Nothing stalls pavement sales

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NO LESS QUALITY: Customers at a second-hand book shop in Moore Market in Chennai. —
NO LESS QUALITY: Customers at a second-hand book shop in Moore Market in Chennai. —

Priscilla Jebaraj

The 10 days of the fair are peak season for their business

CHENNAI: Kalavathi Sekar has been visiting the Chennai Book Fair for the last 10 years, but this is the first time she has come to the second-hand book stalls that crowd the pavements across the road from the fair venue. “It’s such a bargain here. I can pick up 10 books here for the price of one inside,” marvels the Thiruvanmiyur resident, who is buying romance novels for herself and children’s classics for her daughters.

“I used to read mostly from the lending library, but these are books that I can afford to buy for myself,” says S. Kalaivani, a computer professional, flipping through the mystery and thriller novels on sale.

K. Venkat Sekhar, a bank executive, has several bags full of management and computer guides from the fair, but he is still browsing the second-hand stalls. “I’m looking for older magazines and out-of-print or out-of-stock titles that I can’t find at the fair or bookstores,” he says.

For the booksellers who have set up shop on the Pachaiyappa’s College pavements, the 10 days of the fair are peak season for their business. On Monday, they will pack up and return to the pavements of Anna Salai, Pycrofts Road and Besant Nagar, some of the major concentrations for second-hand book sellers in the city. Business is not so good the rest of the year.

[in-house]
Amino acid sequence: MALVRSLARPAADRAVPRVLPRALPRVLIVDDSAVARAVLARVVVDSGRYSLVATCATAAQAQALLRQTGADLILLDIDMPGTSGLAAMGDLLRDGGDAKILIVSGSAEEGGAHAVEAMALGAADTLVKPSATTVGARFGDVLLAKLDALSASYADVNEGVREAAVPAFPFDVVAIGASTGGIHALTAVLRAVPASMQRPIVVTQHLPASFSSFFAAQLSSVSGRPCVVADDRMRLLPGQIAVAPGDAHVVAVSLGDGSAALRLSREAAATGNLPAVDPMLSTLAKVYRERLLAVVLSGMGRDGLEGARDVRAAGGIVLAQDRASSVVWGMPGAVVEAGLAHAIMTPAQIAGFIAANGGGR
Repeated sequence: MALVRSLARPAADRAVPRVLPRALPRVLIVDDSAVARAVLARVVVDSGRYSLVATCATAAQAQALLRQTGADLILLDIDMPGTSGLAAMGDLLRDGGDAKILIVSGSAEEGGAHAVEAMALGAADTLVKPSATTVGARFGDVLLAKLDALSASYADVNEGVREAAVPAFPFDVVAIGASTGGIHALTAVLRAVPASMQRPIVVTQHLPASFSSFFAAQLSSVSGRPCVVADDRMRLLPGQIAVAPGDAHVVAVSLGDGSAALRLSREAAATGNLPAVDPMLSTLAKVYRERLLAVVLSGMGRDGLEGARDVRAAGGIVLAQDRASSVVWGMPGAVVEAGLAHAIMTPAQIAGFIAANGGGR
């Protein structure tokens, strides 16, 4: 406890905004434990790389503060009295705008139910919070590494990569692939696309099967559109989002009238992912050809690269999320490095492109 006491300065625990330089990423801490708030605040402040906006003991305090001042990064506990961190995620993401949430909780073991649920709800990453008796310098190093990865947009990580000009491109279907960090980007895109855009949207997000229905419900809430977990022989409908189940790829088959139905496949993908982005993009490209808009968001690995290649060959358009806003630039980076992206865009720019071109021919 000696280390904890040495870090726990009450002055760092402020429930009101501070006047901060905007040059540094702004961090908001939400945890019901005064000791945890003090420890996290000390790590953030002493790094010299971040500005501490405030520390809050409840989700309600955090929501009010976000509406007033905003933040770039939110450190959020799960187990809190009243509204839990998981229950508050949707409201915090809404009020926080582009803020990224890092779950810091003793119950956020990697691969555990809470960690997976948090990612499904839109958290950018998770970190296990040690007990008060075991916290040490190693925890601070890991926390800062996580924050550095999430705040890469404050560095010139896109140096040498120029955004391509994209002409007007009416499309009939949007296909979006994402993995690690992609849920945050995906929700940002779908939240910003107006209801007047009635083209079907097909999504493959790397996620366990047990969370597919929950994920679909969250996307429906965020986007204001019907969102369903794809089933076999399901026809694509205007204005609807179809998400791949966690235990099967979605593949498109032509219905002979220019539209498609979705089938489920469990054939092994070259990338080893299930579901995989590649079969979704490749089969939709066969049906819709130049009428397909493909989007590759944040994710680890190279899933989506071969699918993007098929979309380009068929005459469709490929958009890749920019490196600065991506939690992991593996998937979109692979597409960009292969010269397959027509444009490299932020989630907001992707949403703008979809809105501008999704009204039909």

“So many knowledgeable customers used to come for our old books. Nowadays, most of them want only comics or textbooks. TV shows and internet have hurt the reading habit,” complains K. Nandagopal, who has had a stall near Devi Theatre for the last 15 years.

R. Subburayalu, who has had a stall near the Anna Salai Head Post Office for 30 years, says that the craze for the latest titles has forced him to start a new line.

“Almost all Mount Road booksellers now sell ‘duplicate’ books as well as second-hand...Harry Potter has pushed out Enid Blyton,” he says. While the boy wizard’s adventures are most popular in pirated version – now costing merely Rs. 50 per book – Paulo Coelho, Sidney Sheldon, Robin Sharma and Chetan Bhagat are other popular authors. Arvind Adiga’s Booker Prize winner “The White Tiger” is now the best-seller in pirated form, priced at Rs. 75.

The Mecca of second-hand books is still Moore Market, although sales have fallen since the 1985 fire destroyed the old complex. Although a new Lily Pond complex was opened nearby in 1991, the number of second-hand booksellers has fallen from 150 to about 50.

“Only older people come in looking for good English literature or for an R.K.Narayan or Rajaji title. All the young people are only looking for cheap textbooks,” rues P. Chandrashekhar, who has run the Maheshwar Book Shop there from the 1970s.

“Margins have fallen from 50 per cent to 20 per cent, and these youngsters want it for even less. They say that otherwise, they will xerox it,” says A. Nithinanandham, another seller.

Booksellers have learnt to keep textbooks and popular fiction in the front of their display.

N. Subramaniam, who joined his father’s second-hand book business 50 years ago at the age of 15, brings out older titles only on demand. He can show the discerning reader his collection of Kingsley Amis, John Galsworthy and Leo Tolstoy, or pull out dictionaries in Portuguese, Malay or Sinhalese.




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